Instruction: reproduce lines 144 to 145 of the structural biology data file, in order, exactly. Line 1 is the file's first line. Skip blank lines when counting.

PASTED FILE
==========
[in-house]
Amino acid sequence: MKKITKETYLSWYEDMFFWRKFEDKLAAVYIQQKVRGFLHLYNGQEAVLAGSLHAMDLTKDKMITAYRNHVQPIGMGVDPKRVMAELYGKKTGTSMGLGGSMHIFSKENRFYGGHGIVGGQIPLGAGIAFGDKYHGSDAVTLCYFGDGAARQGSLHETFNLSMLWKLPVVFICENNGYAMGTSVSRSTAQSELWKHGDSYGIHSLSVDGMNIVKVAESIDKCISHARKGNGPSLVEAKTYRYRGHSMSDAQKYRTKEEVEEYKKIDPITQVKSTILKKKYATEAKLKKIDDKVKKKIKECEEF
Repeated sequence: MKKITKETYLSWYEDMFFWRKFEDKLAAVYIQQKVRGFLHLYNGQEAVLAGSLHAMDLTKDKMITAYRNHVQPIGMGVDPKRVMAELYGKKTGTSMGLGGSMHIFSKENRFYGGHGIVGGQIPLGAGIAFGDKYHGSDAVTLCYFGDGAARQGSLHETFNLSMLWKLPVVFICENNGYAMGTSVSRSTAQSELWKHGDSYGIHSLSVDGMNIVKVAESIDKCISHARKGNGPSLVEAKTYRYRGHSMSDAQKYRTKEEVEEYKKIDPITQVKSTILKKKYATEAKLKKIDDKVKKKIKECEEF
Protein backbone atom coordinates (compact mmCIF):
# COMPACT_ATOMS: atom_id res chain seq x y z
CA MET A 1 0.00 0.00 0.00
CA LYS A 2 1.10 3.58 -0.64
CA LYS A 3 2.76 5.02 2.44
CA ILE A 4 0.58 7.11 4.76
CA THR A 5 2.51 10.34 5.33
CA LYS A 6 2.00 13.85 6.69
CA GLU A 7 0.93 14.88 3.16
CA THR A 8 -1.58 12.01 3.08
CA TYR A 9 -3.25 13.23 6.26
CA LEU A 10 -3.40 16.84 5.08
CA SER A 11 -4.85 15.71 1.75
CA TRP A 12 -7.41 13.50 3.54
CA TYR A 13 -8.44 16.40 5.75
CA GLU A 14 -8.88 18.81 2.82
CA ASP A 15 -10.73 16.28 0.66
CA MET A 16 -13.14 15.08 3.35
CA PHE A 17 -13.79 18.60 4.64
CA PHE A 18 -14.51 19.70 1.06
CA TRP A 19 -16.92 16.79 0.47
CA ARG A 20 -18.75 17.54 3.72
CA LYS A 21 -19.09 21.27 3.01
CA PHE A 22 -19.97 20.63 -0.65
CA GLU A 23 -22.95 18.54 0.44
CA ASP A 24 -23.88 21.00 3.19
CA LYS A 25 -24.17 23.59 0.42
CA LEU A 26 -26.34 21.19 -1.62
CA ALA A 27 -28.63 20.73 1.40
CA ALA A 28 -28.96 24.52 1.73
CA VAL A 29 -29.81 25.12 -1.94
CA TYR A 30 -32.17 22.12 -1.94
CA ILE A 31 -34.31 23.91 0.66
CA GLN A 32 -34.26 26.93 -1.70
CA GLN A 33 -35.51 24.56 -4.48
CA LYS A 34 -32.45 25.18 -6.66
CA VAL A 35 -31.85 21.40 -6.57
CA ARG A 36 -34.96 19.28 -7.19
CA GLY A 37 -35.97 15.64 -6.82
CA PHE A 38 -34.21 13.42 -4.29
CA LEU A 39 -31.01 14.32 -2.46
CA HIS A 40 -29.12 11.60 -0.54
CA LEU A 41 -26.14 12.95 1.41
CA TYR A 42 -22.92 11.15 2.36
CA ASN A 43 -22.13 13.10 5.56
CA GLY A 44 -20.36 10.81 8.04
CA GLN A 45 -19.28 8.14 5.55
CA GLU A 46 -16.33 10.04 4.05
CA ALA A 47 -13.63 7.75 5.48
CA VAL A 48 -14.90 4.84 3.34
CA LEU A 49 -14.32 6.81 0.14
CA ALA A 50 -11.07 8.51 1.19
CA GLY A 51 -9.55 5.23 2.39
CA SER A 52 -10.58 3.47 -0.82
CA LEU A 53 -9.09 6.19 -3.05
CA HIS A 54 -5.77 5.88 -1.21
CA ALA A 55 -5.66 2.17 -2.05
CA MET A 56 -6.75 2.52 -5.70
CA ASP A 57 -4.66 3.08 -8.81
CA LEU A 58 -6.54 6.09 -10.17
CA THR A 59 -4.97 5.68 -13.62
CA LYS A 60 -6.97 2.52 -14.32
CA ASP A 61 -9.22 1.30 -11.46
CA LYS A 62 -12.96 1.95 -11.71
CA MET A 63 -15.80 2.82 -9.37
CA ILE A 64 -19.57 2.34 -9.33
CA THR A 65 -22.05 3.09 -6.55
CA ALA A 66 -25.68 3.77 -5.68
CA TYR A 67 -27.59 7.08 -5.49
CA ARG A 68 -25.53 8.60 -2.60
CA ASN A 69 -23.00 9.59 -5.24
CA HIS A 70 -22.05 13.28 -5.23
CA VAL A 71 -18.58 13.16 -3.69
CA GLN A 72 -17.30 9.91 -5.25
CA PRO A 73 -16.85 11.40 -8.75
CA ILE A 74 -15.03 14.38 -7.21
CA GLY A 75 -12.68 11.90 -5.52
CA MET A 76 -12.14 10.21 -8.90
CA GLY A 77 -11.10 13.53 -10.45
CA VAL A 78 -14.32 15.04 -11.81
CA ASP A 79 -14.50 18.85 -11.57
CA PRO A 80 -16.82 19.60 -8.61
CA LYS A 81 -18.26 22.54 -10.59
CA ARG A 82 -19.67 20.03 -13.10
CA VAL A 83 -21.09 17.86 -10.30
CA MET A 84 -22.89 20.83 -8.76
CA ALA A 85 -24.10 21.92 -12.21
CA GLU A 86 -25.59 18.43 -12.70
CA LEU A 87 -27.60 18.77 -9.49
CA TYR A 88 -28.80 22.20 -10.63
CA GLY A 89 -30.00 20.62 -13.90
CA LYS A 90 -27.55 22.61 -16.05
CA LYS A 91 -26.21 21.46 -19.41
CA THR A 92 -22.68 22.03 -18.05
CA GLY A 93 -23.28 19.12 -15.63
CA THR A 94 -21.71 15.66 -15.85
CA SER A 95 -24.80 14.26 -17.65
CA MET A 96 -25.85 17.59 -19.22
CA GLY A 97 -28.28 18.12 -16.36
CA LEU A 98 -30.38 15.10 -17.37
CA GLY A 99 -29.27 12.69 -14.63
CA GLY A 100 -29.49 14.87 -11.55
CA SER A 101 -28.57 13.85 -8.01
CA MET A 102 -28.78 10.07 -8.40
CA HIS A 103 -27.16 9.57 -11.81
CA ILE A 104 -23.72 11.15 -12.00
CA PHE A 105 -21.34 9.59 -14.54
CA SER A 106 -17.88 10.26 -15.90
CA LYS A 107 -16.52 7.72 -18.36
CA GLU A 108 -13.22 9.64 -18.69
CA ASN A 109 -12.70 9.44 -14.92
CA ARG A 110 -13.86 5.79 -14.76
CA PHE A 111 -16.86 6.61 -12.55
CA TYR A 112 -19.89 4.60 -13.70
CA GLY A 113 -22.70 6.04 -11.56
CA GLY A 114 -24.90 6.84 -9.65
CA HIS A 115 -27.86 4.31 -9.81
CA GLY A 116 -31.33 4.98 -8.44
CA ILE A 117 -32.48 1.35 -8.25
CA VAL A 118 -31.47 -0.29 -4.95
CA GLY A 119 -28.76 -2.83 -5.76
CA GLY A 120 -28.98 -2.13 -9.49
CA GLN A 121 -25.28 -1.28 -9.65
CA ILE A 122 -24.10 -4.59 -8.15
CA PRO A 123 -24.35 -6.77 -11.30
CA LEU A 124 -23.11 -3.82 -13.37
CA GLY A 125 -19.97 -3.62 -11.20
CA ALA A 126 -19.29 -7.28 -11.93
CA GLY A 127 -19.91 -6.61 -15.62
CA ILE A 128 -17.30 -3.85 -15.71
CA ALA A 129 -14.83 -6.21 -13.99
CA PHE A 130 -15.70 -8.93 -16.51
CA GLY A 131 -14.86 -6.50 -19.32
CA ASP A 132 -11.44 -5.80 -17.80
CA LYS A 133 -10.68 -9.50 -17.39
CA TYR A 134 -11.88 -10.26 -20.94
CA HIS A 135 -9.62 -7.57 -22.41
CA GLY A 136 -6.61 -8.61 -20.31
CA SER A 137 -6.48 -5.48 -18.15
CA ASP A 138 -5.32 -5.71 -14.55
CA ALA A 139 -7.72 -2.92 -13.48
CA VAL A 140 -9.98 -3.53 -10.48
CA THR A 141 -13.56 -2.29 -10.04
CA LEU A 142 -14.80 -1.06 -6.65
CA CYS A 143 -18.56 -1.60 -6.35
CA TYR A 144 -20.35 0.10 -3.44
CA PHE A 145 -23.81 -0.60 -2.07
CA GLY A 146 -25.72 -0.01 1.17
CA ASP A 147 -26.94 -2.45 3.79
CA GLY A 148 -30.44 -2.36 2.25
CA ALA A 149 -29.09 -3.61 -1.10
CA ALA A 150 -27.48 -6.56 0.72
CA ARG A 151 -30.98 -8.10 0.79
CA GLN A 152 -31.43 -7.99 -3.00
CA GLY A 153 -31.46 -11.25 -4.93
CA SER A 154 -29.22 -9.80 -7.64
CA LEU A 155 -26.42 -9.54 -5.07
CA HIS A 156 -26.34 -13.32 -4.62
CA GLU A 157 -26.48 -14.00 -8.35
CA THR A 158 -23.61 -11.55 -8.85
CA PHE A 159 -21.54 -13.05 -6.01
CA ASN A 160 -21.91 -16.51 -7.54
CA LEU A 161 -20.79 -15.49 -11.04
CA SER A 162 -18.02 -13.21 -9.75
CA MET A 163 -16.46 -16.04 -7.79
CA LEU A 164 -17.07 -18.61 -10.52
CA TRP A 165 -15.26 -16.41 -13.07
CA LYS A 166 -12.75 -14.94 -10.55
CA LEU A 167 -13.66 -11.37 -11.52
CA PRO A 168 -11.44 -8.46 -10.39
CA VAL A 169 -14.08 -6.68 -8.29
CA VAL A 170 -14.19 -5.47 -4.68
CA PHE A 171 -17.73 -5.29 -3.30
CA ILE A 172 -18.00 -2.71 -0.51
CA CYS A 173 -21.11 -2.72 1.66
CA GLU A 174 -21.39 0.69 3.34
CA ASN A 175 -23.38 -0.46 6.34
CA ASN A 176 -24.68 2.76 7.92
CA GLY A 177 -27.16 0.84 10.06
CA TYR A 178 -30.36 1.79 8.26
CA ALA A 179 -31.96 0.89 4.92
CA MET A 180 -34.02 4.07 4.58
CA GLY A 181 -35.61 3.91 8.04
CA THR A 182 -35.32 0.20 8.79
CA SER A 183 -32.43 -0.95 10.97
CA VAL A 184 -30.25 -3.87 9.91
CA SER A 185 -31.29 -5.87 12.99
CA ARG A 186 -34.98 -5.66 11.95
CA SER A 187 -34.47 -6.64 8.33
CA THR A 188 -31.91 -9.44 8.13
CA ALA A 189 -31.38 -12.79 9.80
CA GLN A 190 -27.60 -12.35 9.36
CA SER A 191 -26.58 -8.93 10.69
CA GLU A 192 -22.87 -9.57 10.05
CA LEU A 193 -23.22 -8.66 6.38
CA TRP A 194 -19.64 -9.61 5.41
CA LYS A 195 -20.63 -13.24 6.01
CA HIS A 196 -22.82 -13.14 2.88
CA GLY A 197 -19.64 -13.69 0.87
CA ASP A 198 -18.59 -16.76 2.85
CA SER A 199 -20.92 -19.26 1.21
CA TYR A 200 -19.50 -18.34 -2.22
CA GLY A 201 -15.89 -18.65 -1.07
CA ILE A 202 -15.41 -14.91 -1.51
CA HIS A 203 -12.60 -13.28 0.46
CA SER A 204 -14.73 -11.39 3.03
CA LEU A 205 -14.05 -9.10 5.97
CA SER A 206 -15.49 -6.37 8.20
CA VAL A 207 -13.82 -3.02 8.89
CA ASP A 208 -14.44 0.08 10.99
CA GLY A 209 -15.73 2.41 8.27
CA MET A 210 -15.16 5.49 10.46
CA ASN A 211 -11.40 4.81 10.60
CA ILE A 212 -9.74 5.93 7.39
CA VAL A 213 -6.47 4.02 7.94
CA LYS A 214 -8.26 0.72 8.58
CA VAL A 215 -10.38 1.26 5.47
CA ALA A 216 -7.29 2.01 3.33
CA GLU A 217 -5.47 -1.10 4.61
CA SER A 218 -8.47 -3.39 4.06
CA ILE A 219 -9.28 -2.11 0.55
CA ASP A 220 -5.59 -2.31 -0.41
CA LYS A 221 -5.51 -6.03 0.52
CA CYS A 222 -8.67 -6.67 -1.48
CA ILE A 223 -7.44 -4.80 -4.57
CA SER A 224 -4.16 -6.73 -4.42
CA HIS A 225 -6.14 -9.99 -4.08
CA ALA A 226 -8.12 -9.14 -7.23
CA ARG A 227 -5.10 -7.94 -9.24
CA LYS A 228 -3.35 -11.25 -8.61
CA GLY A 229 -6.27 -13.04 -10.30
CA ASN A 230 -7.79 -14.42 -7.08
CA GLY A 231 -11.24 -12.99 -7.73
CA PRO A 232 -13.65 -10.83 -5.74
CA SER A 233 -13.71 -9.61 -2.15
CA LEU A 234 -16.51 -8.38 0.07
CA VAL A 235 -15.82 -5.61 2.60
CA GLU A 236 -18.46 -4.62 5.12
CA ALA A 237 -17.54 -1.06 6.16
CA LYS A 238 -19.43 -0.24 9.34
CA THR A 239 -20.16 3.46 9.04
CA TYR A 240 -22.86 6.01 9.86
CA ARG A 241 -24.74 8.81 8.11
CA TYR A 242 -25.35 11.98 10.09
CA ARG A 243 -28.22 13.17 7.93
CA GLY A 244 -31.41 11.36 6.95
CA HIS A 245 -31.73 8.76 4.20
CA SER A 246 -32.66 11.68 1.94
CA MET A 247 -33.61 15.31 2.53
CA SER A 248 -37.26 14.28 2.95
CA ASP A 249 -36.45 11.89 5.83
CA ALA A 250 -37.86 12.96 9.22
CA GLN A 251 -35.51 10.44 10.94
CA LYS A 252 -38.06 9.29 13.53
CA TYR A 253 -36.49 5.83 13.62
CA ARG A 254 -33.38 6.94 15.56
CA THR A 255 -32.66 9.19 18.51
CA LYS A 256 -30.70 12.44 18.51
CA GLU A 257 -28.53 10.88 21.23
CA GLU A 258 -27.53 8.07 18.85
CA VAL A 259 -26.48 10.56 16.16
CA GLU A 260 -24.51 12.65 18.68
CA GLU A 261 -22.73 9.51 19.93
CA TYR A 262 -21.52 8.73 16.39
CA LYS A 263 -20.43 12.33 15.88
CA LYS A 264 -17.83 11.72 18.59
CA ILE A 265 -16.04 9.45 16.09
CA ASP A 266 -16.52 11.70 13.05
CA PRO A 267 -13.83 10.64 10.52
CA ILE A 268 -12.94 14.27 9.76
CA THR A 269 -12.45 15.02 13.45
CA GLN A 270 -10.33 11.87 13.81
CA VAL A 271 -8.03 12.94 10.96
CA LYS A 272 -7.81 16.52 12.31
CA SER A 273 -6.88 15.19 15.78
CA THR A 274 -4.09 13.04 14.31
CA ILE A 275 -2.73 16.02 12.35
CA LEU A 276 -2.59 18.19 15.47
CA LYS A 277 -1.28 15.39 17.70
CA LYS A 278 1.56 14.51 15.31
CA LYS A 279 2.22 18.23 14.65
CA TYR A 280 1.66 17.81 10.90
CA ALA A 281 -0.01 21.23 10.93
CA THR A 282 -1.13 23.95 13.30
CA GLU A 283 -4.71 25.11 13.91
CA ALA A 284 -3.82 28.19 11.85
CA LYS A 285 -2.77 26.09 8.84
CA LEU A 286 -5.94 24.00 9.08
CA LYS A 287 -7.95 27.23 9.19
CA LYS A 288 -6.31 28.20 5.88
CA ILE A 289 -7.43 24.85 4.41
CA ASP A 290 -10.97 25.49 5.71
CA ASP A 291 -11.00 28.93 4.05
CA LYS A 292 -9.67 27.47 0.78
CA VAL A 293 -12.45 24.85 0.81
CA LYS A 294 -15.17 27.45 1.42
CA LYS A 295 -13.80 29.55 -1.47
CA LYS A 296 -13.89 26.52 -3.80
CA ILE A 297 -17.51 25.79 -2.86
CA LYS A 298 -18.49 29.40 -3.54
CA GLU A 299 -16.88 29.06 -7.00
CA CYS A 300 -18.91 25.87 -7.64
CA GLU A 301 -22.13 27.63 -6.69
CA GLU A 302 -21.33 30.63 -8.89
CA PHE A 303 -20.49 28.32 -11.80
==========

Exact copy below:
CA ALA A 139 -7.72 -2.92 -13.48
CA VAL A 140 -9.98 -3.53 -10.48